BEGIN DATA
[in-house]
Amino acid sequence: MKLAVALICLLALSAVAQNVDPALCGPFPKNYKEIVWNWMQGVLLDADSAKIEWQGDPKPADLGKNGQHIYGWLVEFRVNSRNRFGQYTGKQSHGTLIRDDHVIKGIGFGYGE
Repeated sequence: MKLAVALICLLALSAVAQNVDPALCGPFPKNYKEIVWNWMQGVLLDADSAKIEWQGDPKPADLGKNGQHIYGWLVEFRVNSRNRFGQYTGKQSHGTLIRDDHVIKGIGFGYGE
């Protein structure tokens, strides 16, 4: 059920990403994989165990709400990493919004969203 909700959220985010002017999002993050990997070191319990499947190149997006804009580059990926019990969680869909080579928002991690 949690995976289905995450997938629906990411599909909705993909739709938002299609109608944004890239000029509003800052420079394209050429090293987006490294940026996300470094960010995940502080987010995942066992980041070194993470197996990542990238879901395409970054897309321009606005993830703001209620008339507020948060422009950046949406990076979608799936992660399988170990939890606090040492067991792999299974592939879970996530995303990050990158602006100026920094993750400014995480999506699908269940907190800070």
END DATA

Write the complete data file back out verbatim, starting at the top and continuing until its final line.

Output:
[in-house]
Amino acid sequence: MKLAVALICLLALSAVAQNVDPALCGPFPKNYKEIVWNWMQGVLLDADSAKIEWQGDPKPADLGKNGQHIYGWLVEFRVNSRNRFGQYTGKQSHGTLIRDDHVIKGIGFGYGE
Repeated sequence: MKLAVALICLLALSAVAQNVDPALCGPFPKNYKEIVWNWMQGVLLDADSAKIEWQGDPKPADLGKNGQHIYGWLVEFRVNSRNRFGQYTGKQSHGTLIRDDHVIKGIGFGYGE
């Protein structure tokens, strides 16, 4: 059920990403994989165990709400990493919004969203 909700959220985010002017999002993050990997070191319990499947190149997006804009580059990926019990969680869909080579928002991690 949690995976289905995450997938629906990411599909909705993909739709938002299609109608944004890239000029509003800052420079394209050429090293987006490294940026996300470094960010995940502080987010995942066992980041070194993470197996990542990238879901395409970054897309321009606005993830703001209620008339507020948060422009950046949406990076979608799936992660399988170990939890606090040492067991792999299974592939879970996530995303990050990158602006100026920094993750400014995480999506699908269940907190800070």